JC101-6C: Specifying the APDU’s

In our previous posts, we have written a class that is able to manage login information as password entries. This time, we will look at our application’s user interface. Well, user interface may be a bit overstated, since we will simply be defining a way to exchange information between the card and a terminal to which the card is connected.

The first step is to define a protocol, i.e., to define the syntax and semantics of the messages that will be exchanged between the card and the terminal. After that, we will implement this protocol on the card side, by defining an applet that is able to process these messages. But this will be in another post

The protocol

The first thing to do is to define the operations that will need to be performed. We will need the following basic operations:

  • Add a password entry. Allocates and initializes a new password entry.
  • Retrieve a password entry. Retrieves the password entry that corresponds to a given identifier.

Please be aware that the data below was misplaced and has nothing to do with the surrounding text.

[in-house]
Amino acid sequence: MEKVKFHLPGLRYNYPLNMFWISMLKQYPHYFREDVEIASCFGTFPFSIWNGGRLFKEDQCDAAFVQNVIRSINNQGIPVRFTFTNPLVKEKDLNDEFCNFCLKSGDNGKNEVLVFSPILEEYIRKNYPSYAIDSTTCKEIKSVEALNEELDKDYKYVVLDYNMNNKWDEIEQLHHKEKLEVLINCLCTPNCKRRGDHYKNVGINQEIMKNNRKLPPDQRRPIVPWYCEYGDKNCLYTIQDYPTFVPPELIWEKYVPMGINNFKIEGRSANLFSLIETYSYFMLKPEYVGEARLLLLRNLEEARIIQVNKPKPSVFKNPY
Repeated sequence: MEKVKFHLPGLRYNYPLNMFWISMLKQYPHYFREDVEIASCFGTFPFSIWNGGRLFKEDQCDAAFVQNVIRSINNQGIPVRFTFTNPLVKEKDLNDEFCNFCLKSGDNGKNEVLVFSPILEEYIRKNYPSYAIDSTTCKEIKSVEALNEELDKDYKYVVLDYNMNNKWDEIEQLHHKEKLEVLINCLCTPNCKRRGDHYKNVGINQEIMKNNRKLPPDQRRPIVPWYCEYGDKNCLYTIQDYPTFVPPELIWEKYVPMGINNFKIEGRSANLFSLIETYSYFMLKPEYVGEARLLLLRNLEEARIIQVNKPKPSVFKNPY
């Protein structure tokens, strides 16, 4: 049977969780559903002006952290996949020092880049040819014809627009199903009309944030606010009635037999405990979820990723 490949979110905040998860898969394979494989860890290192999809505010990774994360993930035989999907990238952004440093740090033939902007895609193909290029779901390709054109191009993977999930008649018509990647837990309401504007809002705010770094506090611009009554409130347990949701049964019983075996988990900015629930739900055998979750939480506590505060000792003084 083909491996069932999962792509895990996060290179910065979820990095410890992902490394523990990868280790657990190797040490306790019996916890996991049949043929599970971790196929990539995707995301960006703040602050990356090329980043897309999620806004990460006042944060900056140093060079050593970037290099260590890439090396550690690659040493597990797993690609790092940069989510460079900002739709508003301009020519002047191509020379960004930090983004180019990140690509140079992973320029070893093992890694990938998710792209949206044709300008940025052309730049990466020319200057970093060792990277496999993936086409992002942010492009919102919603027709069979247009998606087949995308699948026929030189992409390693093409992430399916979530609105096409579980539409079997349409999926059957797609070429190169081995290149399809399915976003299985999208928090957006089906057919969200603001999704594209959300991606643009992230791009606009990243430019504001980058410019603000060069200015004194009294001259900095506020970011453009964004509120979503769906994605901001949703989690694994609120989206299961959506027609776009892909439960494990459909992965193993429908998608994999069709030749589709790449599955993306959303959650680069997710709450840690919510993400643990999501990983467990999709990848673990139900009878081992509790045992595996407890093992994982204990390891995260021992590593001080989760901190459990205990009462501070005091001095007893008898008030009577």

• Delete a password entry. Deletes the password entry that corresponds to a given identifier.
  • List identifiers. Lists the identifiers that match a given expression.

We then need to define how these operations will work. For this, we will describe their nominal behavior (when everything goes well), but we also need to define all the erroneous behaviors that we can think off. This sounds trivial, but it is very often overlooked by Java Card developers, and the consequences are usually quite bad. They can go from simple behavioral issues to critical security issues, depending on the erroneous situation that goes undetected and/or that is not properly processed. With our first basic operations, we will need the following errors:

  • Invalid data. The data is not valid; for instance, one of the elements is too long.
  • Duplicate identifier. An attempt is made to add a password entry with an identifier that already exists.
  • Identifier not found. A search or delete operation mentions an identifier that is not associated to any password entry.
  • Out of memory. The allocation of the password entry failed.

In addition, we will also need the usual transport-level errors. APDU’s are a low-level protocol, so the application needs to deal with a host of transport-level errors, indicating that the data does not have the expected length, that a command is not supported, that an option is not supported, etc. Our application will generate all these errors.